A lot of the regulars aren’t here tonight. But odder than who’s here and who’s absent is what’s being said. Two stools to my left I hear this: “You hear that (meaning Pavone’s set)? You didn’t miss anything.” Older gent. He’s visibly, verbally displeased. He reminds me of Walter from The Big Lebowski, looking for support with full throttle belly aching. (“Am I wrong, Dude?”) He notices Jessica Pavone within earshot and retreats. “It’s not for everyone.”
True, but that’s why I come here, to hear something I’ve never heard before and won’t hear again, something one-time and worth talking about. Comments like Walter’s aren’t the norm here. I assume they happen often, that every Monday night sparks at least one heavy duty “What was that?” reaction, but I’ve never heard one.
Another gent takes the seat between Walter and me. I overheard this other guy earlier, talking about a Thelonious Monk biography. He’s long haired and bearded. He chats with Walter, puts Pavone’s performance in context, makes peace, plays the Dude to the cranky one’s Walter. (“No, Walter, you’re not wrong. You’re just an asshole.”) This is where archetypes help.
I’m also a hybrid driving public school teacher and card carrying union member who’s recently cut meat and dairy out of his diet, partly because my cholesterol is running high and partly due to ethical concerns. Stereotypes? I’m a Star Trek box set away from completing the picture. Or maybe Dr. Who would suffice.
So if I’m surrounded by Walter and the Dude where does that leave me? Donny, always asking questions and sharing observations that fall on deaf ears? The Stranger, wisely looking in, cool and stoic? Maybe bits of both? Or Smokey.
Walter’s fingers are knuckle deep in his ears when Katherine Young’s Pretty Monsters come to life. (“This aggression will not stand!”) Young bombs the room with bassoon blasts. She’s joined by Erica Dicker on violin, Owen Stewart-Robertson on guitar, and Mike Pride on drums.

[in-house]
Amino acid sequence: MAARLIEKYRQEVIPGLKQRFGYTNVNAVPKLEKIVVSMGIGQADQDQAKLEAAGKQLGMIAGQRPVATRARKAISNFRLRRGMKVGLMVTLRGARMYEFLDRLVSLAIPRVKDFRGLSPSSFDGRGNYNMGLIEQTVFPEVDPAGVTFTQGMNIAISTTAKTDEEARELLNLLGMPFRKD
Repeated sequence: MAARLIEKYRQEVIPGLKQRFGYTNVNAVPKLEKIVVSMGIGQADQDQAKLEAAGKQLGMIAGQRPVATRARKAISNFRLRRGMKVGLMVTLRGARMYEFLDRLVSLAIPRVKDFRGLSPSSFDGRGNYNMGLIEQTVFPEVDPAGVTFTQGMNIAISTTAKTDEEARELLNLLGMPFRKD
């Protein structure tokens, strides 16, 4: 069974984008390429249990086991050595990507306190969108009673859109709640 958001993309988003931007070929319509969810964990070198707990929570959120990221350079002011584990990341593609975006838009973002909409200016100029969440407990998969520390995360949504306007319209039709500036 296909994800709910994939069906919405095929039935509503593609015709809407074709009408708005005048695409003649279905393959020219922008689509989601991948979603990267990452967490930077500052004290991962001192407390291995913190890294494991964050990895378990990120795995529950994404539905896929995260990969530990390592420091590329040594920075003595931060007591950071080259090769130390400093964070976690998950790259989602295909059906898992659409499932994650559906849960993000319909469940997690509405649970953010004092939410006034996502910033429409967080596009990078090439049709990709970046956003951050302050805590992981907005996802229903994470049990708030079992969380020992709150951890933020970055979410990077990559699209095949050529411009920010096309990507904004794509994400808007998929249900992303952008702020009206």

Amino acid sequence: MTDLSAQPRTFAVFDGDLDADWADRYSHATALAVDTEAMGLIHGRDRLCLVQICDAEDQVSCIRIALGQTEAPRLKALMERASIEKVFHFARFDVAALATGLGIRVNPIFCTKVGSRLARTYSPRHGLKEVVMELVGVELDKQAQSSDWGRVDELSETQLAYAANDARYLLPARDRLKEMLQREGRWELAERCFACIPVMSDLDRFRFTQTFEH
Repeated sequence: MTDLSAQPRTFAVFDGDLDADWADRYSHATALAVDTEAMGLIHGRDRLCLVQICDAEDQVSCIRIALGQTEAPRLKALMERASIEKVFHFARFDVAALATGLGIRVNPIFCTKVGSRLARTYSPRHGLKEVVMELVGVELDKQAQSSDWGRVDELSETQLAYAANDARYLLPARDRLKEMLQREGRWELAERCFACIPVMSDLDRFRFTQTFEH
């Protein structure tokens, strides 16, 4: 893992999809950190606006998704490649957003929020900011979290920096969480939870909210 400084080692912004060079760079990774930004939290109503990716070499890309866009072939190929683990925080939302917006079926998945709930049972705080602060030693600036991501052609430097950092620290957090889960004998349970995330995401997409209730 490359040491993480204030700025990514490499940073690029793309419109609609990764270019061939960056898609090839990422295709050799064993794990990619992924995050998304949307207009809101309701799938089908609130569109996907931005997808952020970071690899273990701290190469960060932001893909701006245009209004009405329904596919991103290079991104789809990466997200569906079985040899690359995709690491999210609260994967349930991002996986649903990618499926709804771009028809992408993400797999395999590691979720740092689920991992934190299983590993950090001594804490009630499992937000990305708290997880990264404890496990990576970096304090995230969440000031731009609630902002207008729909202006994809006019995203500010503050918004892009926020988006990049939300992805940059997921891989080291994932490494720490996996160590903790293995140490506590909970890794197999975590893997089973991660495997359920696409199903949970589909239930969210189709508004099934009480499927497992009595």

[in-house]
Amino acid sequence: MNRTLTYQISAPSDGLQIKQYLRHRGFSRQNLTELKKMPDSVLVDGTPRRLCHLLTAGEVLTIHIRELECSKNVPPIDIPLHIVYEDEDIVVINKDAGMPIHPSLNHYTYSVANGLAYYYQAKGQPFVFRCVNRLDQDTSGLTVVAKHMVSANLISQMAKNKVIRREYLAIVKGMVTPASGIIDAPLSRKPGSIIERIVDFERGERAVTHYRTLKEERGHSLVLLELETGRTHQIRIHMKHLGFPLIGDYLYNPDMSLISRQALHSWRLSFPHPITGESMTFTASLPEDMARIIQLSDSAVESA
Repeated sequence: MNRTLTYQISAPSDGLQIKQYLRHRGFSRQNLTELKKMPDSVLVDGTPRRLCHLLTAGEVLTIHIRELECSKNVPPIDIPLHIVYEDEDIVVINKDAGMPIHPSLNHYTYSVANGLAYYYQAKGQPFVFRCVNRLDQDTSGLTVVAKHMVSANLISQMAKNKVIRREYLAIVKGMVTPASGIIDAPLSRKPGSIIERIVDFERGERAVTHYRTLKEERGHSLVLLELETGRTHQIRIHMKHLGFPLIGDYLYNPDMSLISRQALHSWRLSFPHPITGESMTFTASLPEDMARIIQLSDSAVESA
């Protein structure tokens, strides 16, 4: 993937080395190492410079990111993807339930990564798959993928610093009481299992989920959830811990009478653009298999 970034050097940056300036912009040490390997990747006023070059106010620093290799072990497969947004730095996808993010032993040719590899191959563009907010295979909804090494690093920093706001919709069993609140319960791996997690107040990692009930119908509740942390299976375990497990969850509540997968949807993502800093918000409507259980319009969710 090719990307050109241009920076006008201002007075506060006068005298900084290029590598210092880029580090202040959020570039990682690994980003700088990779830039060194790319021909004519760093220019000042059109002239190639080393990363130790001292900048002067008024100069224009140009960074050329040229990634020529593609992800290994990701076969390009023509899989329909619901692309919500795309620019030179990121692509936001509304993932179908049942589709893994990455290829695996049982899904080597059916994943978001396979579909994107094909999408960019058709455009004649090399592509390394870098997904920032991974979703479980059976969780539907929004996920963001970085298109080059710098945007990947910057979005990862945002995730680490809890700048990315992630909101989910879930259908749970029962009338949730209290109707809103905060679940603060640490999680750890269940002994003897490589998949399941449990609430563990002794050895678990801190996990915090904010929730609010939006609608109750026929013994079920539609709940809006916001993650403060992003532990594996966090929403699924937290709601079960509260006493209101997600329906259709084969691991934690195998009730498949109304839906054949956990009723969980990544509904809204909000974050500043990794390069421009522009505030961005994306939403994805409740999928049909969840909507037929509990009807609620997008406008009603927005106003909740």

Most of the room marvels. Walter gripes. Then I notice the table behind me. Twenty-somethings out for drinks, talking over the music. Pretty common stuff at Quinn’s but the talkative types usually know to sit at the back tables. The Dude says this group was yammering throughout Jessica Pavone’s set, too. He’s surprised that I didn’t notice. Young and dumb and vocal is one way to wobble through life but it does nothing to enhance my Monday night. Bubble headed and unaware, they’re a bunch of Bunny Lebowskis. And the Nihilists, they have some of those louts in them, too—tossing marmots into the bathtub of an otherwise satisfying experience.
Bunny and the Nihilists are soon buried by the avalanche that is Pretty Monsters. Drums and shards of guitar, violin up high, bassoon down low. I see sheet music on stands and watch the band’s eyes but can’t tell when they’re reading and when they’re improvising. Like a glacier, their sound is wide and high and pushes aside anything in its way. The other players move in and out, spokes around Young’s eerie, leviathan tones. It’s a fascinating choice of sonic center points, moments of such startling contrast. Yet other times when I look away the sounds blur, I can’t tell bassoon from violin from guitar.